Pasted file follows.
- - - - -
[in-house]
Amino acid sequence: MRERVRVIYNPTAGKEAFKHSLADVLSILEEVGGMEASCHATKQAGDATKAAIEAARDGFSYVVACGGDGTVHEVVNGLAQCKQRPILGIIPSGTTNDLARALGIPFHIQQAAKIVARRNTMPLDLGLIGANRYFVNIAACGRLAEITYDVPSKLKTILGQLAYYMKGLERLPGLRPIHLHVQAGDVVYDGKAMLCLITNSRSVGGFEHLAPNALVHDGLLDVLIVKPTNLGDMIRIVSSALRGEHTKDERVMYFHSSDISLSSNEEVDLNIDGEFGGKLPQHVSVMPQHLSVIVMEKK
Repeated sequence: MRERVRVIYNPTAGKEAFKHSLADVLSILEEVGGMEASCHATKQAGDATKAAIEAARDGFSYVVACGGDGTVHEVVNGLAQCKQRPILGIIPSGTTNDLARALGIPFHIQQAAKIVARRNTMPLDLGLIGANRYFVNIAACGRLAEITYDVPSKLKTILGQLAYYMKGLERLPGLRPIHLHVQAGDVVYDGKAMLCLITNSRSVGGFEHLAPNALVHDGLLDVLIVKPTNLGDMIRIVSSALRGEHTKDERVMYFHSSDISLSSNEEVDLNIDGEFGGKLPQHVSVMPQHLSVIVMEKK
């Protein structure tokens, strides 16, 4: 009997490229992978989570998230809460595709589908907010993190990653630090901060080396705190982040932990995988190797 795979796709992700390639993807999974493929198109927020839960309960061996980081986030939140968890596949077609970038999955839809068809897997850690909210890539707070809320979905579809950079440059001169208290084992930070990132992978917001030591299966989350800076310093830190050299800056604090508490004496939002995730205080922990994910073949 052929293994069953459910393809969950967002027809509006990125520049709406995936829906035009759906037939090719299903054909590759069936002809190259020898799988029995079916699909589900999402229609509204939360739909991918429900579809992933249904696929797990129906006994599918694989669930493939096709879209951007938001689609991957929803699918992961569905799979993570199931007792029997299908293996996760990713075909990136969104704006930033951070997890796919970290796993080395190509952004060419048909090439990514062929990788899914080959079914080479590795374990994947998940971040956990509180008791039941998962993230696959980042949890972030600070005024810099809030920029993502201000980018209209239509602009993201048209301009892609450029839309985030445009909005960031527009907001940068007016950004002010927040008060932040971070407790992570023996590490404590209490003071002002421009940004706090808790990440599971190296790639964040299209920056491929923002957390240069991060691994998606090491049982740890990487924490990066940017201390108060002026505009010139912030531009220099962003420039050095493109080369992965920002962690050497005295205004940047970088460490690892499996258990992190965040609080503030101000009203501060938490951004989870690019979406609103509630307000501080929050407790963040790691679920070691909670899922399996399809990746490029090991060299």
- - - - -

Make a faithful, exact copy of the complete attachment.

[in-house]
Amino acid sequence: MRERVRVIYNPTAGKEAFKHSLADVLSILEEVGGMEASCHATKQAGDATKAAIEAARDGFSYVVACGGDGTVHEVVNGLAQCKQRPILGIIPSGTTNDLARALGIPFHIQQAAKIVARRNTMPLDLGLIGANRYFVNIAACGRLAEITYDVPSKLKTILGQLAYYMKGLERLPGLRPIHLHVQAGDVVYDGKAMLCLITNSRSVGGFEHLAPNALVHDGLLDVLIVKPTNLGDMIRIVSSALRGEHTKDERVMYFHSSDISLSSNEEVDLNIDGEFGGKLPQHVSVMPQHLSVIVMEKK
Repeated sequence: MRERVRVIYNPTAGKEAFKHSLADVLSILEEVGGMEASCHATKQAGDATKAAIEAARDGFSYVVACGGDGTVHEVVNGLAQCKQRPILGIIPSGTTNDLARALGIPFHIQQAAKIVARRNTMPLDLGLIGANRYFVNIAACGRLAEITYDVPSKLKTILGQLAYYMKGLERLPGLRPIHLHVQAGDVVYDGKAMLCLITNSRSVGGFEHLAPNALVHDGLLDVLIVKPTNLGDMIRIVSSALRGEHTKDERVMYFHSSDISLSSNEEVDLNIDGEFGGKLPQHVSVMPQHLSVIVMEKK
């Protein structure tokens, strides 16, 4: 009997490229992978989570998230809460595709589908907010993190990653630090901060080396705190982040932990995988190797 795979796709992700390639993807999974493929198109927020839960309960061996980081986030939140968890596949077609970038999955839809068809897997850690909210890539707070809320979905579809950079440059001169208290084992930070990132992978917001030591299966989350800076310093830190050299800056604090508490004496939002995730205080922990994910073949 052929293994069953459910393809969950967002027809509006990125520049709406995936829906035009759906037939090719299903054909590759069936002809190259020898799988029995079916699909589900999402229609509204939360739909991918429900579809992933249904696929797990129906006994599918694989669930493939096709879209951007938001689609991957929803699918992961569905799979993570199931007792029997299908293996996760990713075909990136969104704006930033951070997890796919970290796993080395190509952004060419048909090439990514062929990788899914080959079914080479590795374990994947998940971040956990509180008791039941998962993230696959980042949890972030600070005024810099809030920029993502201000980018209209239509602009993201048209301009892609450029839309985030445009909005960031527009907001940068007016950004002010927040008060932040971070407790992570023996590490404590209490003071002002421009940004706090808790990440599971190296790639964040299209920056491929923002957390240069991060691994998606090491049982740890990487924490990066940017201390108060002026505009010139912030531009220099962003420039050095493109080369992965920002962690050497005295205004940047970088460490690892499996258990992190965040609080503030101000009203501060938490951004989870690019979406609103509630307000501080929050407790963040790691679920070691909670899922399996399809990746490029090991060299």